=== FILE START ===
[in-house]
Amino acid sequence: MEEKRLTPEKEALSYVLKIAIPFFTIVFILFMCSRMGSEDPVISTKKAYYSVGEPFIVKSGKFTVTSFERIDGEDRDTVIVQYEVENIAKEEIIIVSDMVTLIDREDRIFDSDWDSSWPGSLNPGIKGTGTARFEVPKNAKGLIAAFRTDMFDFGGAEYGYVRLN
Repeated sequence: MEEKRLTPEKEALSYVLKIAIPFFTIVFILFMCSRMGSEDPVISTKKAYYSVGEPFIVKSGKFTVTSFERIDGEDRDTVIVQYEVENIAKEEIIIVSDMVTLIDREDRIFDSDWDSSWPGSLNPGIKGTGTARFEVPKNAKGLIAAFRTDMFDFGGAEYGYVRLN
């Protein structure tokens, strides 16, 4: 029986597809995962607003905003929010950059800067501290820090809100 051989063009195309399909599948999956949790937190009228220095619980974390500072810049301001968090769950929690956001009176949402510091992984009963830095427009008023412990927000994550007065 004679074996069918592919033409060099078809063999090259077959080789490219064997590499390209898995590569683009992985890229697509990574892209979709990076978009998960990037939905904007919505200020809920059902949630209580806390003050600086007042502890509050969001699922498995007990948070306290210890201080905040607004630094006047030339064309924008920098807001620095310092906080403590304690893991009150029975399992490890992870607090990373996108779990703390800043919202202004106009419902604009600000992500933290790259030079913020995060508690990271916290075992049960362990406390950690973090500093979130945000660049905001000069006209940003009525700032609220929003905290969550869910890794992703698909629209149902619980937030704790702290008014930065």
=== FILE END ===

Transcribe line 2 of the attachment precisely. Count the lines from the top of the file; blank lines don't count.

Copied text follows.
Amino acid sequence: MEEKRLTPEKEALSYVLKIAIPFFTIVFILFMCSRMGSEDPVISTKKAYYSVGEPFIVKSGKFTVTSFERIDGEDRDTVIVQYEVENIAKEEIIIVSDMVTLIDREDRIFDSDWDSSWPGSLNPGIKGTGTARFEVPKNAKGLIAAFRTDMFDFGGAEYGYVRLN